New UK phage centre unveils weapon in battle against TB deaths
14 May 2023
This week sees the official opening of the UK Centre for Phage Research, based at the University of Leicester, in a move designed to boost investment in the use of novel methods to combat bacterial diseases.
Phages, or bacteriophages, are viruses that can grow within bacteria and replicate to combat their effect.
To mark the 16 May official launch of the new centre, the opening will be marked with a KTB (Knowledge Transfer Network) Phage Innovation Showcase, which will feature a new diagnostic for the world’s most fatal infectious disease after Covid-19.
Tuberculosis is estimated to be carried by up to 25% of the world’s entire human population, says showcase participant PBD Biotech, with carriers often demonstrating no symptoms until weakened immune systems allow the disease to progress.
PBD Biotech has launched the phage-based molecular diagnostic Actiphage, designed to ensure early detection of the Mycobacterium tuberculosis (Mtb) TB bacterium. While Mtb’s hard cell wall preventing the release of its DNA has made it harder to detect, the diagnostic uses a phage virus specific to Mtb, that pinpoints live cells of Mtb in the blood.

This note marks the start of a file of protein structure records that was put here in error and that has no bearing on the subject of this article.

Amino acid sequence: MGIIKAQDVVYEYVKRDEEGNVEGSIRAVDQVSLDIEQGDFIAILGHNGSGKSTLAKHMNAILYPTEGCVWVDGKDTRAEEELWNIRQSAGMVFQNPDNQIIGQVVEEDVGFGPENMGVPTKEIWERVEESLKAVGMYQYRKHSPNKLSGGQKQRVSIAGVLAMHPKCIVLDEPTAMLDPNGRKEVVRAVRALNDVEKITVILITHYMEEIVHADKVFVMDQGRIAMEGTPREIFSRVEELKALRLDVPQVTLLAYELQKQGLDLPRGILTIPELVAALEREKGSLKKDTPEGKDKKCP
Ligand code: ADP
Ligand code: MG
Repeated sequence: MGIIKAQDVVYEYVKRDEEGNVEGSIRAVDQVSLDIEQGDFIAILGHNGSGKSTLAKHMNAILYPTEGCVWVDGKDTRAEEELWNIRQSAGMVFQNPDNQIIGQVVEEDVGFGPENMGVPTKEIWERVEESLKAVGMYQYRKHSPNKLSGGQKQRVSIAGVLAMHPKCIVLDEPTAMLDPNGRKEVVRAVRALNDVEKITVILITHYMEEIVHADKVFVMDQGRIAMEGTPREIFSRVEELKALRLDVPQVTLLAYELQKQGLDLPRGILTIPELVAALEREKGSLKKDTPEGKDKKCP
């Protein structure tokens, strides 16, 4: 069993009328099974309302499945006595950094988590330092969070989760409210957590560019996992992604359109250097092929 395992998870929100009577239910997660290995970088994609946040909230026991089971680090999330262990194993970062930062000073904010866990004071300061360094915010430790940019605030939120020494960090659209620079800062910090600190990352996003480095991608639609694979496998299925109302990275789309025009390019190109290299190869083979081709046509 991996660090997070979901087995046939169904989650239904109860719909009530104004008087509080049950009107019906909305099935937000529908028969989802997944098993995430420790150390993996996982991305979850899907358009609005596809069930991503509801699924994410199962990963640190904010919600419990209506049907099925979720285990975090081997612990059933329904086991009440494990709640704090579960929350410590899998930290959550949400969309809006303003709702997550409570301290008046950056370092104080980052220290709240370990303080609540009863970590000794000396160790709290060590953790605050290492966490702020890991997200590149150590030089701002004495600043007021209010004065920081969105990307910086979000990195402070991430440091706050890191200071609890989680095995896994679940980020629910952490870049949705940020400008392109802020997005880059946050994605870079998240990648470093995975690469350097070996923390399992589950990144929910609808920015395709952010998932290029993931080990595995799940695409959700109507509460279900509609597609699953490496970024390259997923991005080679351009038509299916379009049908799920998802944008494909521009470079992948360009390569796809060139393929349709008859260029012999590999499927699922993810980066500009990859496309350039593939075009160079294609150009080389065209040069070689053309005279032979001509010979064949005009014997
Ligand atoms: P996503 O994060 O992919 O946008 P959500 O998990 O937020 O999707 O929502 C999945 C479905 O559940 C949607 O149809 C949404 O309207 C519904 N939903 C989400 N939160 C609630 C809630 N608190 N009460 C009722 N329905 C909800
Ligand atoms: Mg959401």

Co-founder and Professor of Microbiology at the University of Nottingham, Catherine Rees welcomed the latest developments saying:
“These developments emphasise the UK’s recognised strength in phage research and I look forward to the exciting new collaborations and technology developments that will arise from these important networking events,” she said.
“I am delighted to be supporting the launch of the University of Leicester’s Centre for Phage Research and to be given an opportunity to highlight our phage-based technology in the KTN UK Phage Innovation Showcase.”
Leicester NIHR Respiratory Biomedical Research Centre Clinical Senior Lecturer and Honorary Consultant Physician, Dr Pranabashis Haldar, outlined the potential of the phage test.
“Phages can enhance the scope and sensitivity of molecular diagnostics for bacterial infections by providing a mechanism to identify and release target genetic material for PCR based amplification.
“There are specific phages known to infect the vast majority of bacteria that cause infections. Phages are also versatile and may be modified to enable different approaches to the development of clinical diagnostics.”
Pic: Actiphage finds live mycobacterium tuberculosis in the blood and releases its DNA for identification with qPCR.